Important Dates

Call For Papers






UAI 2014


Invited Talks

On causal explanations of quantum correlations

Robert Spekkens

The framework of causal models is ideally suited to formalizing certain conceptual problems in quantum theory, and conversely, a variety of tools developed by physicists studying the foundations of quantum theory have applications for causal inference. This talk reviews some of the connections between the two fields. In particular, it is shown that certain correlations predicted by quantum theory and observed experimentally cannot be explained by any causal model while respecting the core principles of causal discovery algorithms. Nonetheless, it is argued that by understanding quantum theory as an innovation to the theory of Bayesian inference, one can introduce a quantum generalization of the notion of a causal model and salvage a causal explanation of these correlations without fine-tuning. Furthermore, experiments exhibiting certain quantum features, namely, coherence and entanglement, enable solutions to causal inference problems that are intractable classically. In particular, while passive observation of a pair of variables cannot determine the causal relation that holds between them according to classical physics, this is not the case in quantum physics. In other words, according to quantum theory, certain kinds of correlation *do* imply causation. The results of a quantum-optical experiment confirming these predictions will be presented.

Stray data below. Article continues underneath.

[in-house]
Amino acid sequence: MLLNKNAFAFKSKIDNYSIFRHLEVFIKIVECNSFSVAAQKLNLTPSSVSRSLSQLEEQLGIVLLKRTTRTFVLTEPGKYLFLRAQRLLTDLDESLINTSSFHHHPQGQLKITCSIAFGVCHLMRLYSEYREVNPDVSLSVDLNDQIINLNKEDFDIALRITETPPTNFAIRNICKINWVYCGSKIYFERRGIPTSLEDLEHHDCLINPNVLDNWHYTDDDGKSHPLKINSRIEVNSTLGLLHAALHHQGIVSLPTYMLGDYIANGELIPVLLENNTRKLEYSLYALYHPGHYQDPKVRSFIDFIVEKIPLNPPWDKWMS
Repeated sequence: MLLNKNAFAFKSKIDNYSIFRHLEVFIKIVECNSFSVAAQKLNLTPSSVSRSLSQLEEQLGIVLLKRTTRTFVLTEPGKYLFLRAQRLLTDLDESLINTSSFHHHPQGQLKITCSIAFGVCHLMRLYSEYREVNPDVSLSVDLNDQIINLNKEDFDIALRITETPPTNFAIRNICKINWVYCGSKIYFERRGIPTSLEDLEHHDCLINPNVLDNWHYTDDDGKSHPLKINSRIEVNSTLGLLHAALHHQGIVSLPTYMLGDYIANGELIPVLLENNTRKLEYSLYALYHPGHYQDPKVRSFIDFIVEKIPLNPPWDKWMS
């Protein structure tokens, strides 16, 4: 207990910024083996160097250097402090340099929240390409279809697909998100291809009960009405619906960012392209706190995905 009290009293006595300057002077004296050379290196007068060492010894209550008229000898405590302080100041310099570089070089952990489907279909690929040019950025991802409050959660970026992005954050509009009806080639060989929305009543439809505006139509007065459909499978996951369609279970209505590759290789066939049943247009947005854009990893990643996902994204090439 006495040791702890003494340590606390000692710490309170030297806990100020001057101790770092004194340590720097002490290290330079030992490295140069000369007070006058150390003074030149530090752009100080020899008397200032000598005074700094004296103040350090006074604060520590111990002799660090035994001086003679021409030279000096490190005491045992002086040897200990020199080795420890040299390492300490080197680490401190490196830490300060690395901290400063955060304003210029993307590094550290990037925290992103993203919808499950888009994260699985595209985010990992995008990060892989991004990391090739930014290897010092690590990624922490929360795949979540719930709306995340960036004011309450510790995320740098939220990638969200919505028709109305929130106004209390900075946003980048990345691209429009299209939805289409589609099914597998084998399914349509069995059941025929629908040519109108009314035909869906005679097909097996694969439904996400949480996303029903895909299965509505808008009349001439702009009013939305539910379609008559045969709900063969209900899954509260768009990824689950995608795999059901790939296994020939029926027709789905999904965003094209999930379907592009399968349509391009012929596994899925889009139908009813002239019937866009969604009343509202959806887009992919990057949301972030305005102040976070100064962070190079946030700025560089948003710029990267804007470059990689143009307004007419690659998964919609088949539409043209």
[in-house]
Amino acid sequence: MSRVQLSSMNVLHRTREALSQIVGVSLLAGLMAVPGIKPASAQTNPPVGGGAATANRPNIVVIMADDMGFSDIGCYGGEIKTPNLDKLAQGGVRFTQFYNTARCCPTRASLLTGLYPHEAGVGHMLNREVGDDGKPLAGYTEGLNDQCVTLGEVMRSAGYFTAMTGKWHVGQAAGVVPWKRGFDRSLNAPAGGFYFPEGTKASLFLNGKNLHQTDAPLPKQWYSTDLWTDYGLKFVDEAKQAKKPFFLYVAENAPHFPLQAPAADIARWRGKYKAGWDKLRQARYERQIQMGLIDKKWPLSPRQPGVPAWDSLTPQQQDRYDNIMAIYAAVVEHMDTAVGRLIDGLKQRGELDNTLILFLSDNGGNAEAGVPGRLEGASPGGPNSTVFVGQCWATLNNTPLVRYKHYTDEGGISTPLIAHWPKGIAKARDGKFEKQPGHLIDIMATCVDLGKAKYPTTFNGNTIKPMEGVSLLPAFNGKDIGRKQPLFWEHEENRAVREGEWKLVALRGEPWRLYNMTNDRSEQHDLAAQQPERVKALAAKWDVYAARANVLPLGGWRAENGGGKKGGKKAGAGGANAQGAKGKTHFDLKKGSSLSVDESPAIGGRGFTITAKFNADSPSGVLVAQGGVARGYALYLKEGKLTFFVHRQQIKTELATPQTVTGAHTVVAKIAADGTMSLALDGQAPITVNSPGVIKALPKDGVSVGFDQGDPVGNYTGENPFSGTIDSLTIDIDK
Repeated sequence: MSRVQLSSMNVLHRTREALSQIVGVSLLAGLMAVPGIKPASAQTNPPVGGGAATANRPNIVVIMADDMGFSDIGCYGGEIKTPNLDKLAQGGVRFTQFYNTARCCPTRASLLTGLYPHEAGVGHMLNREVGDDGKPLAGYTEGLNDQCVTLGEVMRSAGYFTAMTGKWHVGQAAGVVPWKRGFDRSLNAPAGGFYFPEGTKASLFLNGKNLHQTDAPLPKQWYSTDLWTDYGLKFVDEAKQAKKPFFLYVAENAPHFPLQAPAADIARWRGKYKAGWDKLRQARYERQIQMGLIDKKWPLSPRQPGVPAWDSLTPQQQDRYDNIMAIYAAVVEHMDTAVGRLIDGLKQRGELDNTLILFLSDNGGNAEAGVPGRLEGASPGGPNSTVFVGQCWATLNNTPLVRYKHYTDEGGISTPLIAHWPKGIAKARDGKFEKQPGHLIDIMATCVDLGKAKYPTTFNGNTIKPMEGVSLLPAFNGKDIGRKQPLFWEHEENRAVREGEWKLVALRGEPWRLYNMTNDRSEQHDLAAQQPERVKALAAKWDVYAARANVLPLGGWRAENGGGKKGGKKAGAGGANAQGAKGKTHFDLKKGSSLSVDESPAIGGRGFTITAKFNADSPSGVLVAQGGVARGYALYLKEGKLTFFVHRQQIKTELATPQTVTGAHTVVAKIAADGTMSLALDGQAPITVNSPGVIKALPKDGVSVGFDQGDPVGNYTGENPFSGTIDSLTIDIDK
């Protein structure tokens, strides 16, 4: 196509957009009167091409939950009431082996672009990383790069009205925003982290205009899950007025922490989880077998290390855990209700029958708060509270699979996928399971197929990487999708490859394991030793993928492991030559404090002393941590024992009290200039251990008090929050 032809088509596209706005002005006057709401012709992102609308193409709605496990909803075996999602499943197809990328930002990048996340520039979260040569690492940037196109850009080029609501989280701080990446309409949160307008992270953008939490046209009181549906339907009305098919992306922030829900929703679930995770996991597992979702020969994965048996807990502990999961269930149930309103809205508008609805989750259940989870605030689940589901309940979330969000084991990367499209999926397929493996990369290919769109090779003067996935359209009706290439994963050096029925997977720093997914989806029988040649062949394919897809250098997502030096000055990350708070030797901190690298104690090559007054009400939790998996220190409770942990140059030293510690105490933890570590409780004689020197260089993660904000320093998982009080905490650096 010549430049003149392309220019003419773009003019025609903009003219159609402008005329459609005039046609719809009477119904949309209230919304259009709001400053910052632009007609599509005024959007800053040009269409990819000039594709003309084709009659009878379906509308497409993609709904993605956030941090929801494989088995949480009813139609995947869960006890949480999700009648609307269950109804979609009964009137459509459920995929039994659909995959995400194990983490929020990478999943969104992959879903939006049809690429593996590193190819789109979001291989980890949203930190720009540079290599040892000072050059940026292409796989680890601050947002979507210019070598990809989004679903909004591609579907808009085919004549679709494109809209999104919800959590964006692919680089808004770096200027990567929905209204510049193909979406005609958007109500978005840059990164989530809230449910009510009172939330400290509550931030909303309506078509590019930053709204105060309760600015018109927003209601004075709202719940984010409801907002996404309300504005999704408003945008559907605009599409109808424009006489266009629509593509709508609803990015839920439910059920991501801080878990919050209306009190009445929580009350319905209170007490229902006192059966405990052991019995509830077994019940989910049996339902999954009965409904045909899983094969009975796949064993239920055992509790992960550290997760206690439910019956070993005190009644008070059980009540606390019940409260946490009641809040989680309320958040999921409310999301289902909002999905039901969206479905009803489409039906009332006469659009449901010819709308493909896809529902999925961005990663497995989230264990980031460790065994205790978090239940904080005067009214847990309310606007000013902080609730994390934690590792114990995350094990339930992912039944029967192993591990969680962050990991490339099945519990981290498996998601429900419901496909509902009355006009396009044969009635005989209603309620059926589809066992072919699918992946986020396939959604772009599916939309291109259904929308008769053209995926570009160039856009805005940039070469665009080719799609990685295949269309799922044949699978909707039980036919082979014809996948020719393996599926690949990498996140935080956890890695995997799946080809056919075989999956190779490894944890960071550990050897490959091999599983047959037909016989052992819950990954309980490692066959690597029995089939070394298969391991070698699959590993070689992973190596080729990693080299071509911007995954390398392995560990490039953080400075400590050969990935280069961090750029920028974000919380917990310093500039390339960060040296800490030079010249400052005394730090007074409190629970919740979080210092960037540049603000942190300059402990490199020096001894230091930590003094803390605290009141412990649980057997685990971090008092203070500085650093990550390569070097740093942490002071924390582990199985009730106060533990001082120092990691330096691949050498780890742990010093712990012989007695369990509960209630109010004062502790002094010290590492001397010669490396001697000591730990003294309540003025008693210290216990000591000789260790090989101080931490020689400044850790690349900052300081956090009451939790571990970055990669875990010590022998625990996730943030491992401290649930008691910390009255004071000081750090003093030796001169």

Generalizability of Causal and Statistical Relations

Elias Bareinboim

The problem of generalizability of empirical findings (experimental and observational) to new environments, settings, and populations is one of the central problems in causal inference. Experiments in the sciences are invariably conducted with the intent of being used elsewhere (e.g., outside the laboratory), where conditions are likely to be different. This practice is based on the premise that, due to certain commonalities between the source and target environments, causal claims would be valid even where experiments have never been performed. Despite the extensive amount of empirical work relying on this premise, practically no formal treatments have been able to determine the conditions under which generalizations are valid, in some formal sense.

Our work is the first to develop a theoretical framework for understanding, representing, and algorithmizing the generalization problem as encountered in many practical settings in data-intensive fields. Our framework puts many apparently disparate generalization problems under the same theoretical umbrella. In this talk, I will start with a brief review of the basic concepts, principles, and mathematical tools necessary for reasoning about causal and counterfactual relations. I will then introduce two special problems under the generalization umbrella.